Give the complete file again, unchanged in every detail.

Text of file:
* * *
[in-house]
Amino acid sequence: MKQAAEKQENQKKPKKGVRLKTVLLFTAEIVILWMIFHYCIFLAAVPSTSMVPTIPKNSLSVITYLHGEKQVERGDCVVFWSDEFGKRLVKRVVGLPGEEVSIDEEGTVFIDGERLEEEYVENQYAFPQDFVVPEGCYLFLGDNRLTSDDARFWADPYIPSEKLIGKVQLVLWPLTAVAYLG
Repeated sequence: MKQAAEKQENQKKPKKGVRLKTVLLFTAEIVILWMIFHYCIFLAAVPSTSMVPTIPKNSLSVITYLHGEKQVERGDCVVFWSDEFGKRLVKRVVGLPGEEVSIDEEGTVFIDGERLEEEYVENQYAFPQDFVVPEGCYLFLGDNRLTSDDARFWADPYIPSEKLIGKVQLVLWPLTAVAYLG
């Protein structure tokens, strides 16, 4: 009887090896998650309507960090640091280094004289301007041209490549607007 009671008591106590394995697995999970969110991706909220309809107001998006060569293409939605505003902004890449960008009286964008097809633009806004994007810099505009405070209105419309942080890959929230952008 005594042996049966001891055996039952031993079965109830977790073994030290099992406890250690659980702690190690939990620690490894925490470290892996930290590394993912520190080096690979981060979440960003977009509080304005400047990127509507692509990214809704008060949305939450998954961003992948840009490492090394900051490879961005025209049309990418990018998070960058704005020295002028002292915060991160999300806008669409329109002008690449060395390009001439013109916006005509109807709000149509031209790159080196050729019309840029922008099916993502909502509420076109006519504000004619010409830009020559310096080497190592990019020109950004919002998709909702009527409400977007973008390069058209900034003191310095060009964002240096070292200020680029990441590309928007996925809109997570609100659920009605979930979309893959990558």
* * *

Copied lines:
[in-house]
Amino acid sequence: MKQAAEKQENQKKPKKGVRLKTVLLFTAEIVILWMIFHYCIFLAAVPSTSMVPTIPKNSLSVITYLHGEKQVERGDCVVFWSDEFGKRLVKRVVGLPGEEVSIDEEGTVFIDGERLEEEYVENQYAFPQDFVVPEGCYLFLGDNRLTSDDARFWADPYIPSEKLIGKVQLVLWPLTAVAYLG
Repeated sequence: MKQAAEKQENQKKPKKGVRLKTVLLFTAEIVILWMIFHYCIFLAAVPSTSMVPTIPKNSLSVITYLHGEKQVERGDCVVFWSDEFGKRLVKRVVGLPGEEVSIDEEGTVFIDGERLEEEYVENQYAFPQDFVVPEGCYLFLGDNRLTSDDARFWADPYIPSEKLIGKVQLVLWPLTAVAYLG
């Protein structure tokens, strides 16, 4: 009887090896998650309507960090640091280094004289301007041209490549607007 009671008591106590394995697995999970969110991706909220309809107001998006060569293409939605505003902004890449960008009286964008097809633009806004994007810099505009405070209105419309942080890959929230952008 005594042996049966001891055996039952031993079965109830977790073994030290099992406890250690659980702690190690939990620690490894925490470290892996930290590394993912520190080096690979981060979440960003977009509080304005400047990127509507692509990214809704008060949305939450998954961003992948840009490492090394900051490879961005025209049309990418990018998070960058704005020295002028002292915060991160999300806008669409329109002008690449060395390009001439013109916006005509109807709000149509031209790159080196050729019309840029922008099916993502909502509420076109006519504000004619010409830009020559310096080497190592990019020109950004919002998709909702009527409400977007973008390069058209900034003191310095060009964002240096070292200020680029990441590309928007996925809109997570609100659920009605979930979309893959990558």